Abstract: Microbial electrocatalysis reckons on microbes as catalysts for reactions occurring at electrodes. Microbial fuel cells and microbial electrolysis cells are well-known in this context; both prefer the oxidation of organic and inorganic matter for producing electricity. Notably, the synthesis of high energy-density chemicals (fuels) or their precursors by microorganisms using bio-cathode to yield electrical energy is called Microbial Electrosynthesis (MES), giving an exceptionally appealing novel way for producing beneficial products from electricity and wastewater. This review accentuates the concept, importance and opportunities of MES, as an emerging discipline at the nexus of microbiology and electrochemistry. Production of organic compounds from MES is considered as an effective technique for the generation of various beneficial reduced end-products (like acetate and butyrate) as well as in reducing the load of CO2 from the atmosphere to mitigate the harmful effect of greenhouse gases in global warming. Although MES is still an emerging technology, this method is not thoroughly known. The authors have focused on MES, as it is the next transformative, viable alternative technology to decrease the repercussions of surplus carbon dioxide in the environment along with conserving energy.

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Open accessJournal ArticleDOI: 10.1016/J.ISCI.2021.102952
05 Aug 2021-iScience
Abstract: The conversion of CO2 to value-added products powered with solar energy is an ideal solution to establishing a closed carbon cycle. Combining microorganisms with light-harvesting nanomaterials into photosynthetic biohybrid systems (PBSs) presents an approach to reaching this solution. Metabolic pathways precisely evolved for CO2 fixation selectively and reliably generate products. Nanomaterials harvest solar light and biocompatibly associate with microorganisms owing to similar lengths scales. Although this is a nascent field, a variety of approaches have been implemented encompassing different microorganisms and nanomaterials. To advance the field in an impactful manner, it is paramount to understand the molecular underpinnings of PBSs. In this perspective, we highlight studies inspecting charge uptake pathways and singularities in photosensitized cells. We discuss further analyses to more completely elucidate these constructs, and we focus on criteria to be met for designing photosensitizing nanomaterials. As a result, we advocate for the pairing of microorganisms with naturally occurring and highly biocompatible mineral-based semiconductor nanomaterials.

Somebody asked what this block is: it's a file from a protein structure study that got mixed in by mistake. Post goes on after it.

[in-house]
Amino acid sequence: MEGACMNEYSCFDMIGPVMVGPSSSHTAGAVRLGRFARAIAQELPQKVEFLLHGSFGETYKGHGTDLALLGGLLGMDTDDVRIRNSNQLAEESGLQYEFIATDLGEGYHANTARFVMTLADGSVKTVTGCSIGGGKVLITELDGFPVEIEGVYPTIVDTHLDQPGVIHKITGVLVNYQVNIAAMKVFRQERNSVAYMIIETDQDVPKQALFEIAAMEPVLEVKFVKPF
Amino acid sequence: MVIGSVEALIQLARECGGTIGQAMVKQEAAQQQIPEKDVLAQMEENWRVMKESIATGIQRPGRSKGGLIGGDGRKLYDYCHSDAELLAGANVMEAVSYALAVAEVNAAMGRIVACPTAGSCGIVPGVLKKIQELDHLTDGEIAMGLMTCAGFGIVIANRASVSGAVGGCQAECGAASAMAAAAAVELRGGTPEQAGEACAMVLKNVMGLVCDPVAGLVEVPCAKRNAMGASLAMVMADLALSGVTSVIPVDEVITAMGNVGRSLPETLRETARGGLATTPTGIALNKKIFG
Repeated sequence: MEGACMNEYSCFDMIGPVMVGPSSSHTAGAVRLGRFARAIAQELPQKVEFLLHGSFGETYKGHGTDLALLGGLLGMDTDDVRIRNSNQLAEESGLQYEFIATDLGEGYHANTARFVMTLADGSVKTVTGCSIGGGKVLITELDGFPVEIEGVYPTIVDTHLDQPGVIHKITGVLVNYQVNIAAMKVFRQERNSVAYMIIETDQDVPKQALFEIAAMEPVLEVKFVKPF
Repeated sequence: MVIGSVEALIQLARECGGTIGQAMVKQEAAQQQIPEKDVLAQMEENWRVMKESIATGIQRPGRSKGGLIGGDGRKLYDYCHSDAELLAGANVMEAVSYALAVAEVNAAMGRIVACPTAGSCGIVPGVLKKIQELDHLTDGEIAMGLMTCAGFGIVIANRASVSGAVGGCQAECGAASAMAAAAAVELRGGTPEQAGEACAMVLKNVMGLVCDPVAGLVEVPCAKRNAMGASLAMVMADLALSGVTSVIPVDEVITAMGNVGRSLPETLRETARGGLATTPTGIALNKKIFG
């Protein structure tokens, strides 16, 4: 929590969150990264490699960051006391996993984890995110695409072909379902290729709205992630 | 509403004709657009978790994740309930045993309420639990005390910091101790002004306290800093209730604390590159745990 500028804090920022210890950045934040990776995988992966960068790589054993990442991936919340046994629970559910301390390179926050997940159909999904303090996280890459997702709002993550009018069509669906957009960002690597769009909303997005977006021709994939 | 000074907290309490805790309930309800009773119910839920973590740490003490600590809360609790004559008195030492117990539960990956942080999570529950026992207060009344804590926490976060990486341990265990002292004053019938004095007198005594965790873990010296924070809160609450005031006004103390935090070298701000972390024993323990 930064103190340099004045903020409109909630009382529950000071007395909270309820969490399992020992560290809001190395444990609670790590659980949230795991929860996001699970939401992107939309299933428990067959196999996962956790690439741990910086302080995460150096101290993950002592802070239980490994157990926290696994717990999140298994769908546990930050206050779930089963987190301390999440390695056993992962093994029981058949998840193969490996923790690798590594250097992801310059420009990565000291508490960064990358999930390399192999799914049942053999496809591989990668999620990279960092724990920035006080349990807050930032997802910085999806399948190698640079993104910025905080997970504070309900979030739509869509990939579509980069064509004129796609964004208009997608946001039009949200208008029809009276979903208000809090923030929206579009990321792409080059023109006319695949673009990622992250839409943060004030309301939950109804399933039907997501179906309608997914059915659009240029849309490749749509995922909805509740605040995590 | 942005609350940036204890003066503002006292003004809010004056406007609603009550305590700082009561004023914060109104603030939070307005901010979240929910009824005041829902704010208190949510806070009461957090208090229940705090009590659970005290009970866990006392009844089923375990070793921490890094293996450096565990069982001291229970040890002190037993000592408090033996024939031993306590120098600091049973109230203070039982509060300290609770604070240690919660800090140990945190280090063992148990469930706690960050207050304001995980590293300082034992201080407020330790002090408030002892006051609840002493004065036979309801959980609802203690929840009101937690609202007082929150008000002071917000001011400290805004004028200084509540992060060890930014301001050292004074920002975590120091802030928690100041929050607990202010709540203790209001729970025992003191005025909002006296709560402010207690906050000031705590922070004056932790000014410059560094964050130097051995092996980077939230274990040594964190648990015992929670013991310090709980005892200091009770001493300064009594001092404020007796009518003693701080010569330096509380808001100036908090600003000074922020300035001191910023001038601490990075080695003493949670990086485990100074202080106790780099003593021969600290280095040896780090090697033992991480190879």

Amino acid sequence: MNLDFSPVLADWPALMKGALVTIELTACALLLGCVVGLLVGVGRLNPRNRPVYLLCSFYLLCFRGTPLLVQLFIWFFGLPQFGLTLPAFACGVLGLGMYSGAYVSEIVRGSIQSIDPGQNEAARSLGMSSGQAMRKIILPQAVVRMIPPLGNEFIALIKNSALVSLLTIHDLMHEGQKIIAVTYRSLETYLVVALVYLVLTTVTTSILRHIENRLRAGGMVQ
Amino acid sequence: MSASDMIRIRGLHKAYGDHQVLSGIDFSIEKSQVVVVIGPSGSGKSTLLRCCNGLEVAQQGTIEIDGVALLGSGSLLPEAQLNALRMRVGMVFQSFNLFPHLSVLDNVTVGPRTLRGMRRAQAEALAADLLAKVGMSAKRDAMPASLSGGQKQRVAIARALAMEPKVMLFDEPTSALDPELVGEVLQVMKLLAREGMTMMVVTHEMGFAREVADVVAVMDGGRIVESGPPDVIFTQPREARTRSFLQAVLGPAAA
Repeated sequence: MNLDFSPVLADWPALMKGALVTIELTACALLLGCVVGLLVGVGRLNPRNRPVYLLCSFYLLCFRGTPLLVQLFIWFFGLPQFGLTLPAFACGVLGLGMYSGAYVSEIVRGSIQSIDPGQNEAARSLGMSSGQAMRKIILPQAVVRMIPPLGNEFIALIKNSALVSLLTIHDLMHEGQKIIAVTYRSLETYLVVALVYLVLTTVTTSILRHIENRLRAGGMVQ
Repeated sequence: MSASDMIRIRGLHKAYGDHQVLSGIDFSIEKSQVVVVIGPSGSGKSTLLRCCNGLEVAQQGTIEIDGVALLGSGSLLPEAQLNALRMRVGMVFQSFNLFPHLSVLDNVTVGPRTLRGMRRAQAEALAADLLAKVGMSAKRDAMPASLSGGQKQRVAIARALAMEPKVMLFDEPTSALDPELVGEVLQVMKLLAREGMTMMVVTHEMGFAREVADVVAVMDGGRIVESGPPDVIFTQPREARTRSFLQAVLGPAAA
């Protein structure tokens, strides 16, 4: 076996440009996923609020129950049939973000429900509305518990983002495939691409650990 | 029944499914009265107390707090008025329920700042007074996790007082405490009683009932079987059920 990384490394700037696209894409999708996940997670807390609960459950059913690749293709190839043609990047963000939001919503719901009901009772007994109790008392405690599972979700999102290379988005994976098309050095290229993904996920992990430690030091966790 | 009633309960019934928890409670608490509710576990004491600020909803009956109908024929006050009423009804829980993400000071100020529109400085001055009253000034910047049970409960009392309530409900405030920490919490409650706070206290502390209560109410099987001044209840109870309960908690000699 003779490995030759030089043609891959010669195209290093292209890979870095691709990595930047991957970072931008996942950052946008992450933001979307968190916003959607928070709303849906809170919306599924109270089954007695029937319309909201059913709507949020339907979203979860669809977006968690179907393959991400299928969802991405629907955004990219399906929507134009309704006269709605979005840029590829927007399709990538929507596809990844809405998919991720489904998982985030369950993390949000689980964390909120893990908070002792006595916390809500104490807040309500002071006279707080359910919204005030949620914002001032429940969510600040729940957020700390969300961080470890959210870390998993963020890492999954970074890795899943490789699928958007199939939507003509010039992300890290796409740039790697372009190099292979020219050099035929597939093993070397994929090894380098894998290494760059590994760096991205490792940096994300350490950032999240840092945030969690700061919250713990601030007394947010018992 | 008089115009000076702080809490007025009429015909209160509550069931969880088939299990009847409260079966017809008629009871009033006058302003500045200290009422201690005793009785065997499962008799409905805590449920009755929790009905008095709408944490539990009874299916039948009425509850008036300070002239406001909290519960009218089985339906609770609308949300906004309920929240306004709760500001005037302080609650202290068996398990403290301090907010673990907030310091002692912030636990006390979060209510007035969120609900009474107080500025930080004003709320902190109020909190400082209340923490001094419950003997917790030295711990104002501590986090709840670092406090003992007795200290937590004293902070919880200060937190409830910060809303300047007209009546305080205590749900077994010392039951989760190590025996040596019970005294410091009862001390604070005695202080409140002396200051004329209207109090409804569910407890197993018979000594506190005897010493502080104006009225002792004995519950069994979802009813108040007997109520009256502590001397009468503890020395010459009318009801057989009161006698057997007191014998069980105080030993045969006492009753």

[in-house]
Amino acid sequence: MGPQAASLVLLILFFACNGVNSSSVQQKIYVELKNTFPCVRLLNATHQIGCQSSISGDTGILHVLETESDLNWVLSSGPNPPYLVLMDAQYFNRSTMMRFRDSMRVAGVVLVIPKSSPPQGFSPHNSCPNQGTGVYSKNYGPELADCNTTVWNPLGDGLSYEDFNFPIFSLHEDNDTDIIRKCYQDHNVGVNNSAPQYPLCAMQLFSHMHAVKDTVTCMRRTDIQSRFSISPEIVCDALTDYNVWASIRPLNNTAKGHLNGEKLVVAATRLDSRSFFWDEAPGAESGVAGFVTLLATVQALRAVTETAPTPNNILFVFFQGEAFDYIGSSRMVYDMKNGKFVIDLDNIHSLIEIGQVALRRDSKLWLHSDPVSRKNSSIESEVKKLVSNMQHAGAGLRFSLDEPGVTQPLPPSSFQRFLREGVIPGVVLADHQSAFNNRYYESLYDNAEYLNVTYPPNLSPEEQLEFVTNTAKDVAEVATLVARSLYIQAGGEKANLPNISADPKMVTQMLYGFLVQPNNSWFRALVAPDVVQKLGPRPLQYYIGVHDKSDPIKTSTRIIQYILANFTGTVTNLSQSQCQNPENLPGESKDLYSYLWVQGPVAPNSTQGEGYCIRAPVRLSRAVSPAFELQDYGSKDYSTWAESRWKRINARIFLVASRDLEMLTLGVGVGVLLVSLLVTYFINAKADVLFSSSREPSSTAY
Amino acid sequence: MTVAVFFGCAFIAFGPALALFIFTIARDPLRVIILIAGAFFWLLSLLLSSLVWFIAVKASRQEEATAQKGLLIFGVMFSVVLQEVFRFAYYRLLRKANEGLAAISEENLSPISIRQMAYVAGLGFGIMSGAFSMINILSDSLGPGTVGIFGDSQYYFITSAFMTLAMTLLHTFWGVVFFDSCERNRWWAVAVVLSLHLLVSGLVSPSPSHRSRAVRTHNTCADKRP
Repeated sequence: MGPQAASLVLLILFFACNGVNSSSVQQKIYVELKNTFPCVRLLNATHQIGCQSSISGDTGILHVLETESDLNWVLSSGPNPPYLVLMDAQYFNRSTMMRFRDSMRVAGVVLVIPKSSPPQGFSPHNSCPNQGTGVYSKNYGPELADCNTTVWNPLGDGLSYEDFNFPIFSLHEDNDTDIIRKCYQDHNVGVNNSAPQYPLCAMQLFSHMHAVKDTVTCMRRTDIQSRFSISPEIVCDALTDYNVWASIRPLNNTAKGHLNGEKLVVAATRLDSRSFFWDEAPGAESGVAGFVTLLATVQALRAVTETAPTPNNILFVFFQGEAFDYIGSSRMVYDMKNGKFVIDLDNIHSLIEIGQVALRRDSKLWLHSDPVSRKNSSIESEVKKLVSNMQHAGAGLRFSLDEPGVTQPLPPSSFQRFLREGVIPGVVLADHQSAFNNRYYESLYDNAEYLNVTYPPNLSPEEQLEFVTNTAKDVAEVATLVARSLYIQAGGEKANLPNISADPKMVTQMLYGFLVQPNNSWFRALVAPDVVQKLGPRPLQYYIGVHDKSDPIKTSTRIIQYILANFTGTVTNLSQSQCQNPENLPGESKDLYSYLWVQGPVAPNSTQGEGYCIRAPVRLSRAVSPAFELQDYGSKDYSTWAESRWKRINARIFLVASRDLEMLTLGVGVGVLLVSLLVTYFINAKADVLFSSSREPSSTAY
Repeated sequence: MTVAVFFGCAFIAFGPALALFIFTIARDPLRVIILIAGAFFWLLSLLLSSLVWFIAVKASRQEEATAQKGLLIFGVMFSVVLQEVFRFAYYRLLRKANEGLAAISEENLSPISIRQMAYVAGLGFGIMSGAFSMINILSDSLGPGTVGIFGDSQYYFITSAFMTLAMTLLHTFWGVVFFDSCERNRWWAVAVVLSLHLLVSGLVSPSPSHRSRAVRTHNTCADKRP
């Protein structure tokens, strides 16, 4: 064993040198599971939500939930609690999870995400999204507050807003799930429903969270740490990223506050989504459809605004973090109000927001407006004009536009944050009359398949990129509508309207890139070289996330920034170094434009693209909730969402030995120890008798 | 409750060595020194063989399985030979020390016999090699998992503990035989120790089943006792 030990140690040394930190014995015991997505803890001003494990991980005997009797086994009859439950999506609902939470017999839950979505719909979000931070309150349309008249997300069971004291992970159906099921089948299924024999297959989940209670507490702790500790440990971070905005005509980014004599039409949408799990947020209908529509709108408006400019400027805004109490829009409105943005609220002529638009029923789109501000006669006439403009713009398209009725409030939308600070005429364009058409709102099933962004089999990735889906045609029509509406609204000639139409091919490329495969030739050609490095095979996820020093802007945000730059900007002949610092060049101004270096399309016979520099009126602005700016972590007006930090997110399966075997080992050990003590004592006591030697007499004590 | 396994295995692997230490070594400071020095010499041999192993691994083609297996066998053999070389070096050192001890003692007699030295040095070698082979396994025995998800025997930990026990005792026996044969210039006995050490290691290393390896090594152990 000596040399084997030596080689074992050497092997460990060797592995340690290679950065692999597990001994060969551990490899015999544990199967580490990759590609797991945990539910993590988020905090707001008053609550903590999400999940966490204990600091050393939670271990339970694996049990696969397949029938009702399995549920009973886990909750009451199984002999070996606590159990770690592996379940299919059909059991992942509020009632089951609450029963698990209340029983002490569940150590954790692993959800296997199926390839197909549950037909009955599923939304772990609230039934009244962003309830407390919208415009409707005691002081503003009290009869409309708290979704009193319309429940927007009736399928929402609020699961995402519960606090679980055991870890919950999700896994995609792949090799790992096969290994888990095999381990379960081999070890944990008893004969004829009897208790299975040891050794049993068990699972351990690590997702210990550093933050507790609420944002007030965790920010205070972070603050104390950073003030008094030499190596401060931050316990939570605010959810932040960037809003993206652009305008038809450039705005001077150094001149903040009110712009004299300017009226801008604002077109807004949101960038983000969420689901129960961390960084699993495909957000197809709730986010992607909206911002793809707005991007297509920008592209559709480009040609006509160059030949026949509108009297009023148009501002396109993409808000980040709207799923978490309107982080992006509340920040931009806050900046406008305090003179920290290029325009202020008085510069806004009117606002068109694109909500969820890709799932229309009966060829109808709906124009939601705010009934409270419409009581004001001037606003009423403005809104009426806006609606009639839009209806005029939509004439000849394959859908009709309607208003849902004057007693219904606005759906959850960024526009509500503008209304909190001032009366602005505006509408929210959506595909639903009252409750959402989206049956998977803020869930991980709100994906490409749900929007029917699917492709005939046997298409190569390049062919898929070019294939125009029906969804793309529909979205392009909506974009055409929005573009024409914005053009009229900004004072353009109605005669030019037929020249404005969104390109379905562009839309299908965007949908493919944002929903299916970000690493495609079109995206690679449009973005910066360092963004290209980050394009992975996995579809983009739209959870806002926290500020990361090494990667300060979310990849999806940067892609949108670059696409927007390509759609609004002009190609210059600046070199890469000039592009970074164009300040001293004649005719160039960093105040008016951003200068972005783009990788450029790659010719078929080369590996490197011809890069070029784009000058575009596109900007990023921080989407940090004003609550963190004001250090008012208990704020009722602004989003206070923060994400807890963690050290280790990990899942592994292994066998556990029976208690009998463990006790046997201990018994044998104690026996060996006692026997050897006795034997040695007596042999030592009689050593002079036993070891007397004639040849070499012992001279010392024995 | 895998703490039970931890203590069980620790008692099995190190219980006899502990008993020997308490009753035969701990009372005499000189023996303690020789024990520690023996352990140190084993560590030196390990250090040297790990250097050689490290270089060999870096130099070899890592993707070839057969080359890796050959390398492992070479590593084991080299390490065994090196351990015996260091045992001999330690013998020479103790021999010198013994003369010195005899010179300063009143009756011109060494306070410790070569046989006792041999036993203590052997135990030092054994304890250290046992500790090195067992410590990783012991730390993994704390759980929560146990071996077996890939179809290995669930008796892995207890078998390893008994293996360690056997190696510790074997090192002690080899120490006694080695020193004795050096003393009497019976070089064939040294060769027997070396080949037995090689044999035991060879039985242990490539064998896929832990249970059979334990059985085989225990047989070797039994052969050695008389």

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Open accessJournal ArticleDOI: 10.1186/S40643-021-00470-7
Qiang Ding1, Yadi Liu1, Guipeng Hu1, Liang Guo1  +5 moreInstitutions (1)
Abstract: Microbial organelles are a promising model to promote cellular functions for the production of high-value chemicals. However, the concentrations of enzymes and nanoparticles are limited by the contact surface in single Escherichia coli cells. Herein, the definition of contact surface is to improve the amylase and CdS nanoparticles concentration for enhancing the substrate starch and cofactor NADH utilization. In this study, two biofilm-based strategies were developed to improve the contact surface for the production of shikimate and L-malate. First, the contact surface of E. coli was improved by amylase self-assembly with a blue light-inducible biofilm-based SpyTag/SpyCatcher system. This system increased the glucose concentration by 20.7% and the starch-based shikimate titer to 50.96 g L−1, which showed the highest titer with starch as substrate. Then, the contact surface of E. coli was improved using a biofilm-based CdS-biohybrid system by light-driven system, which improved the NADH concentration by 83.3% and increased the NADH-dependent L-malate titer to 45.93 g L−1. Thus, the biofilm-based strategies can regulate cellular functions to increase the efficiency of microbial cell factories based on the optogenetics, light-driven, and metabolic engineering.

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Topics: Biofilm (56%), Amylase (52%)


38 results found

Open accessJournal ArticleDOI: 10.1186/S13059-014-0550-8
05 Dec 2014-Genome Biology
Abstract: In comparative high-throughput sequencing assays, a fundamental task is the analysis of count data, such as read counts per gene in RNA-seq, for evidence of systematic changes across experimental conditions. Small replicate numbers, discreteness, large dynamic range and the presence of outliers require a suitable statistical approach. We present DESeq2, a method for differential analysis of count data, using shrinkage estimation for dispersions and fold changes to improve stability and interpretability of estimates. This enables a more quantitative analysis focused on the strength rather than the mere presence of differential expression. The DESeq2 package is available at .